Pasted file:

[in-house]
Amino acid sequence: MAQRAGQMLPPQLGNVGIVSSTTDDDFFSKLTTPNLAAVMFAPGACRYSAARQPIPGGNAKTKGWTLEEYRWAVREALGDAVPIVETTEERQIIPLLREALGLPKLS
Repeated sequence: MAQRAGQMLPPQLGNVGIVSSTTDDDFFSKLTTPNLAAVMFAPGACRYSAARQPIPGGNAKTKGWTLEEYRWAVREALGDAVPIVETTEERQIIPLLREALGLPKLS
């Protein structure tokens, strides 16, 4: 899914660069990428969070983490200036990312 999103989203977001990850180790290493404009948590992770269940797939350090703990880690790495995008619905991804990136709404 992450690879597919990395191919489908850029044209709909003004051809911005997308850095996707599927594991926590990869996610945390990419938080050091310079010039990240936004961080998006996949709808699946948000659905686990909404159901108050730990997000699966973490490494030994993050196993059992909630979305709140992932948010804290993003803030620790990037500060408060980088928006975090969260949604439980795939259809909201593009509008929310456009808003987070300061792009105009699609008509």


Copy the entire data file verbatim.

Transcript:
[in-house]
Amino acid sequence: MAQRAGQMLPPQLGNVGIVSSTTDDDFFSKLTTPNLAAVMFAPGACRYSAARQPIPGGNAKTKGWTLEEYRWAVREALGDAVPIVETTEERQIIPLLREALGLPKLS
Repeated sequence: MAQRAGQMLPPQLGNVGIVSSTTDDDFFSKLTTPNLAAVMFAPGACRYSAARQPIPGGNAKTKGWTLEEYRWAVREALGDAVPIVETTEERQIIPLLREALGLPKLS
């Protein structure tokens, strides 16, 4: 899914660069990428969070983490200036990312 999103989203977001990850180790290493404009948590992770269940797939350090703990880690790495995008619905991804990136709404 992450690879597919990395191919489908850029044209709909003004051809911005997308850095996707599927594991926590990869996610945390990419938080050091310079010039990240936004961080998006996949709808699946948000659905686990909404159901108050730990997000699966973490490494030994993050196993059992909630979305709140992932948010804290993003803030620790990037500060408060980088928006975090969260949604439980795939259809909201593009509008929310456009808003987070300061792009105009699609008509």